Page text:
- ConocoPhillips Faces Suit in China Over 2 Oil Spills
Thursday, August 25, 2011
International Herald Tribune
by Edward Wong
The spills at the country's largest offshore oil field, developed by ConocoPhillips and China National Offshore Oil Corp., have released about 3,200 barrels of oil and drilling fluids into the sea.
The Chinese maritime authority is preparing to sue ConocoPhillips, the American oil company, over two oil spills that took place in June and engulfed large swaths of Bohai Bay in north China, according to a report by Xinhua, the state news agency.
The report, which appeared Wednesday, said the government agency, the State Oceanic Administration, was aiming to prepare a team of lawyers by the end of the month. It cited an agency spokesman as saying that 49 Chinese law firms had applied to provide legal assistance in the lawsuit, which would demand compensation.
The two spills at Penglai 19-3, the country's largest offshore oil field, covered at least 840 square kilometers in Bohai Bay and was the biggest oil disaster in China since a pipeline explosion in Dalian in July 2010 resulted in a leak into the Yellow Sea. About 3,200 barrels of oil and drilling fluids have spilled into Bohai Bay from the June accident. Penglai is being developed by ConocoPhillips and China National Offshore Oil Corp., commonly known as Cnooc.
John Roper, a spokesman for ConocoPhillips, which is based in Houston, said in an e-mail Thursday that the company had not received any notice of litigation.
"As far as compensation goes, we will listen to any requests and follow Chinese law, but we have not received any notification of claims," he said. "Cleanup efforts are going very well. We are more than 95 percent finished with the cleanup of mineral oil-based drilling mud and expect to reach our target of being 100 percent by the end of August."
Mr. Roper added that there was no more oil sheen on the surface of the water.
The Xinhua report said the oil spills had spread to beaches in the provinces of Hebei and Liaoning and were being blamed for a slowdown in local tourism and for economic damage to aquatic farming industries. The report also said "nine new oil spill sources" had been found in the bay as of last Saturday.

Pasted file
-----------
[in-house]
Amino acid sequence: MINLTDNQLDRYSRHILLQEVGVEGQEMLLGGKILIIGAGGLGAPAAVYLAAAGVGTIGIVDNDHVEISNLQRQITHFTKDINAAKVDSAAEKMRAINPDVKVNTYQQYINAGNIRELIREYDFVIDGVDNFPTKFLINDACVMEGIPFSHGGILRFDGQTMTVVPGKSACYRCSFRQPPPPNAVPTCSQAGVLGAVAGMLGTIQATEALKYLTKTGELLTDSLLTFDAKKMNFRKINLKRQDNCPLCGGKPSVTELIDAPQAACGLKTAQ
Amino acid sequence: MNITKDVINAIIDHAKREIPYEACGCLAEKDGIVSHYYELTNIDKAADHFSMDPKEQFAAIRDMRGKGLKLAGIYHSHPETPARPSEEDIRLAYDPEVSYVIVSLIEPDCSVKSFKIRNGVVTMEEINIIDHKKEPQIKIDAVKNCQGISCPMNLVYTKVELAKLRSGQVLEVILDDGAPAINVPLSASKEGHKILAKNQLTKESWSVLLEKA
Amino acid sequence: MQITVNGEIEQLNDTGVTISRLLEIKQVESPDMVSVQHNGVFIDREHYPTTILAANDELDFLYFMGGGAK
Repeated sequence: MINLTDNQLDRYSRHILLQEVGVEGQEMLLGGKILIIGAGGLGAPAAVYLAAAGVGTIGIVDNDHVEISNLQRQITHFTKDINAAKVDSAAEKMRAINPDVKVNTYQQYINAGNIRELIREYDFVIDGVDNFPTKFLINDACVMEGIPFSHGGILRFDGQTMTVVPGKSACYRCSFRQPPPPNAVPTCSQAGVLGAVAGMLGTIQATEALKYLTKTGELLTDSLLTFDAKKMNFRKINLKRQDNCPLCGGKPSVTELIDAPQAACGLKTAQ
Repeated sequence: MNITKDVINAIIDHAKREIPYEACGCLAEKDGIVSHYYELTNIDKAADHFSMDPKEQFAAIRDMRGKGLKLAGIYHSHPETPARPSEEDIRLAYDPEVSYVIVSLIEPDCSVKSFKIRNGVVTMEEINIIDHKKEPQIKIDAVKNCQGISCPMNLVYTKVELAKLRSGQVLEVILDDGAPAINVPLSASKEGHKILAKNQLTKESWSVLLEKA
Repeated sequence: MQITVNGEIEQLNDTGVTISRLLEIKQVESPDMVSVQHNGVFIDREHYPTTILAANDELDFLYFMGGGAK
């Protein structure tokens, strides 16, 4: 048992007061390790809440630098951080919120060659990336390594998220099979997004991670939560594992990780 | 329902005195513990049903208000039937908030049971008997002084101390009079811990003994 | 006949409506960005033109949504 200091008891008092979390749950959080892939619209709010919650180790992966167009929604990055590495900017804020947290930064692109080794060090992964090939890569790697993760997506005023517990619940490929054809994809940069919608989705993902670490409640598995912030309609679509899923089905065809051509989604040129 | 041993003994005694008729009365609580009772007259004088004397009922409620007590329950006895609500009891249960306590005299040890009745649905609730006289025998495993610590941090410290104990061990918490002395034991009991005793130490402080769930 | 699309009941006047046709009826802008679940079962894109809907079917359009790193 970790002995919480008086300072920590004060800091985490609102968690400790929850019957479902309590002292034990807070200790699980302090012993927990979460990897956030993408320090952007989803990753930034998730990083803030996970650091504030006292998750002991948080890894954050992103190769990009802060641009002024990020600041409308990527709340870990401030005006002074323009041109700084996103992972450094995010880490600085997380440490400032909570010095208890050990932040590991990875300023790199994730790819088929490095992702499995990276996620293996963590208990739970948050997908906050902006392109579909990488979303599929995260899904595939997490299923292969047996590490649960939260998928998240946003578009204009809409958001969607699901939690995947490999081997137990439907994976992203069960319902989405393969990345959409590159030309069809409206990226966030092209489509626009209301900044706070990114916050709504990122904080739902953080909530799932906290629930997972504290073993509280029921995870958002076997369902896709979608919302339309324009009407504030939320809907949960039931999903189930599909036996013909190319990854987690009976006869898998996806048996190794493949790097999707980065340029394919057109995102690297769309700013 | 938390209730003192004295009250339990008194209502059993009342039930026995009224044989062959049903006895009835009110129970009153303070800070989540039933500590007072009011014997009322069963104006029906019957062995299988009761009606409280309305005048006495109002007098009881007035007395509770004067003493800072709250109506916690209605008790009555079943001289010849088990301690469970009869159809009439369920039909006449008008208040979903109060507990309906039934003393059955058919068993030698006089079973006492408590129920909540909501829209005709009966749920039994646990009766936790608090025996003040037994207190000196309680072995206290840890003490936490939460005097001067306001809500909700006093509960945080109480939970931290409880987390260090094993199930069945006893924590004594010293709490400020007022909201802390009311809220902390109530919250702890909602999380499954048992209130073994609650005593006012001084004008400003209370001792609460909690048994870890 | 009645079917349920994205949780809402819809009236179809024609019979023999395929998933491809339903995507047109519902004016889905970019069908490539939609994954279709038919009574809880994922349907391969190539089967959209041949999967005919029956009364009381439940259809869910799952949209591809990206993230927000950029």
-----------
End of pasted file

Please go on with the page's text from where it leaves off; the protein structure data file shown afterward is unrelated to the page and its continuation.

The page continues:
Mr. Roper said those nine seeps were not from new leaks but rather were residual oil and drilling mud from the June 17 spill that were now migrating to the surface. "Divers were only able to see them once the drilling mud was cleared away from the seafloor," he said. The seeps are small, are clustered together and are releasing a total volume of fluids of one to two liters per day "that is being immediately contained and cleaned up."
In Hong Kong on Wednesday, the chairman of Cnooc, Wang Yilin, addressed the compensation issue.
"If Cnooc is ruled to pay any form of compensation, we will certainly fulfill our commitment and do the right thing," Mr. Wang said at a news briefing after the company announced its first-half earnings, according to Bloomberg News. "Cnooc is a responsible company, and we honor our long-term commitment to the country, people and the environment."
Georg Storaker, president of ConocoPhillips China, said at a news conference in Beijing on Wednesday that the spill in Bohai Bay should not be compared with the disastrous spill in 2010 in the Gulf of Mexico for which BP was blamed.
(C) 2011 International Herald Tribune. via ProQuest Information and Learning Company; All Rights Reserved
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